Piano accompaniment styles range from jazz to classical to pop and rock. Most styles require you to play a song's chords and bass line, rather than its melody. Voice-leading is a crucial skill for playing accompaniments.
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There are as many types of piano accompaniment styles as there are people to perform them, but they are generally grouped into the following categories: pop, rock, jazz, classical and theatrical. Most accompaniment styles require you to concentrate on the bass line and chords of a song, but not the melody. The exception to this rule is jazz, which does not call for the performance of a bass line.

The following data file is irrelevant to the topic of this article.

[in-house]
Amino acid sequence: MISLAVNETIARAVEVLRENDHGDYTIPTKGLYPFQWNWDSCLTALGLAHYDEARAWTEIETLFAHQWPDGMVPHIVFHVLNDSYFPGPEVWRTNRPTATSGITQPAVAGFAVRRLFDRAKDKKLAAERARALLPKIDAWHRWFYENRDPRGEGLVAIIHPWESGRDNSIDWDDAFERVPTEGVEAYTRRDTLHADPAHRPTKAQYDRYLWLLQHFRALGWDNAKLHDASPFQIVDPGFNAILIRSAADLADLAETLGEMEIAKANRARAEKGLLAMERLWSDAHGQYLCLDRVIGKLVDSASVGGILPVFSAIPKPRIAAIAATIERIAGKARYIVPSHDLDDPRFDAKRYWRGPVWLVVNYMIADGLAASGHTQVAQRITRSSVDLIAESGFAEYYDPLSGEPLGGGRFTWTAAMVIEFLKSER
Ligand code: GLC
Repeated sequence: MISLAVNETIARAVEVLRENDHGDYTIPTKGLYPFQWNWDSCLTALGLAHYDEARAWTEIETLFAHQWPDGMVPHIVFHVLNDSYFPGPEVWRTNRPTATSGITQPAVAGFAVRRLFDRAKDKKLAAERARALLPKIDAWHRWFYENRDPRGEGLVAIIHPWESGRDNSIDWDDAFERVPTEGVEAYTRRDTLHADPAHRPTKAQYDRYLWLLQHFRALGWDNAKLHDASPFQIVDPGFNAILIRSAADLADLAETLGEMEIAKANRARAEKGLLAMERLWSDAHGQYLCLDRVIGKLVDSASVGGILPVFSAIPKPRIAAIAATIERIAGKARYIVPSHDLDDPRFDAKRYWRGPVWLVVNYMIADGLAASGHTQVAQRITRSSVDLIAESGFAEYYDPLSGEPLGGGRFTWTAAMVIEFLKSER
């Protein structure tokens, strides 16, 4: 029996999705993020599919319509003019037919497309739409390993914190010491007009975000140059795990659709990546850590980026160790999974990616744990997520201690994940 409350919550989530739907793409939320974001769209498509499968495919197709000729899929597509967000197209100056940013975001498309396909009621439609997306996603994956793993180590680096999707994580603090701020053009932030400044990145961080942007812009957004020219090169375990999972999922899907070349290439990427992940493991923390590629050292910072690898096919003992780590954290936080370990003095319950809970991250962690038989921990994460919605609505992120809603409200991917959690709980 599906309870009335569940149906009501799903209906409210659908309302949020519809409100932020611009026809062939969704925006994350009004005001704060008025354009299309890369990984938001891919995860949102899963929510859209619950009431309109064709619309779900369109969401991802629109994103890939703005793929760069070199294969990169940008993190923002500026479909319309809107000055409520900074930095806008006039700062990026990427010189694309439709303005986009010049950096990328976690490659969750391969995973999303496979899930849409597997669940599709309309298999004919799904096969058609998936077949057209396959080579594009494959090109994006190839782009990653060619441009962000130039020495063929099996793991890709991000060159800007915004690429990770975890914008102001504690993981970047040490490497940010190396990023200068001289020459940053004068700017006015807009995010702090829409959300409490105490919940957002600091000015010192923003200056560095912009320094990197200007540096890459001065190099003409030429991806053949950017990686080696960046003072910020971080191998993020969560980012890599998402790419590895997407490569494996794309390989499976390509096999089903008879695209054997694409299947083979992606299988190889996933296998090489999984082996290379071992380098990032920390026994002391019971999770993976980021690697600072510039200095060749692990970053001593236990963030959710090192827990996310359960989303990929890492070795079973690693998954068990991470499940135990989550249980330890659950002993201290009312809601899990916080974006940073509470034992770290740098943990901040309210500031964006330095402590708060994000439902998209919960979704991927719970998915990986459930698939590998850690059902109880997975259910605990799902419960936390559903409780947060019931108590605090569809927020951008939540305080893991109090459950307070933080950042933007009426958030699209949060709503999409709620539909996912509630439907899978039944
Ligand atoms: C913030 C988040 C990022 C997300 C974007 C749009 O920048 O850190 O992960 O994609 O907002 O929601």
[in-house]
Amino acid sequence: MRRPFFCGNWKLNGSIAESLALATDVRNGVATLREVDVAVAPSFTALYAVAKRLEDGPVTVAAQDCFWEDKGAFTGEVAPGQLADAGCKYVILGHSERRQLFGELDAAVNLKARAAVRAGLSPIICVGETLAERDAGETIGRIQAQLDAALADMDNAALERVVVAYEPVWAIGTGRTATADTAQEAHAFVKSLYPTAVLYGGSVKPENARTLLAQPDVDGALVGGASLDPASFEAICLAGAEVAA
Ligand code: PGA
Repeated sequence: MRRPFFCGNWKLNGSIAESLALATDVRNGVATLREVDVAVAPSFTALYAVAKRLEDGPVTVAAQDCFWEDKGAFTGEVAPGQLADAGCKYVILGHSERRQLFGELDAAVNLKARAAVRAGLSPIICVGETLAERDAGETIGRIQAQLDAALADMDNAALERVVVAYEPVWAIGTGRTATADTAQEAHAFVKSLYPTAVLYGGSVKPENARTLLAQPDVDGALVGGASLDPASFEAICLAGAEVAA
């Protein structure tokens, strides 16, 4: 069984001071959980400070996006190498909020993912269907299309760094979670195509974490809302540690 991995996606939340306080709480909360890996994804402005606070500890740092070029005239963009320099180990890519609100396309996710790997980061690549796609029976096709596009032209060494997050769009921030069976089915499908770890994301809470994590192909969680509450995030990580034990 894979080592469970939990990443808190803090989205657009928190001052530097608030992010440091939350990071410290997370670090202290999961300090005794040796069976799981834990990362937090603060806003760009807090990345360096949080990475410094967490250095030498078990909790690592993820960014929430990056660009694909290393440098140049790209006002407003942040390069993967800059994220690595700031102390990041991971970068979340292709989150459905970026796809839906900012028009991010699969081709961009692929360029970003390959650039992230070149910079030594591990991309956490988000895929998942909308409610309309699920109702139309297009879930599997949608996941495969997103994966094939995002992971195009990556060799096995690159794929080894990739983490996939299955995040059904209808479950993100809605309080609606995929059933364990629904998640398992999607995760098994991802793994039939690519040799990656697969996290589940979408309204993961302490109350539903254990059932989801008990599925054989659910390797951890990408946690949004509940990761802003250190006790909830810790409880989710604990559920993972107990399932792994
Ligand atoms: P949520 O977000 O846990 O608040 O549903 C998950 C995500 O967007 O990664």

Most pianists play from sheet music that is specially designed for accompaniments, but some are experienced enough to improvise based on the vocalist's cues. As John Axsom demonstrates on the Pianologist website, using a keyboard can help beginners keep time and identify the correct notes.
According to Piano Clues, the most important prerequisite for playing piano accompaniments is the ability to do voice-leading, or to follow the vocalist rather than simply concentrating on sheet music.
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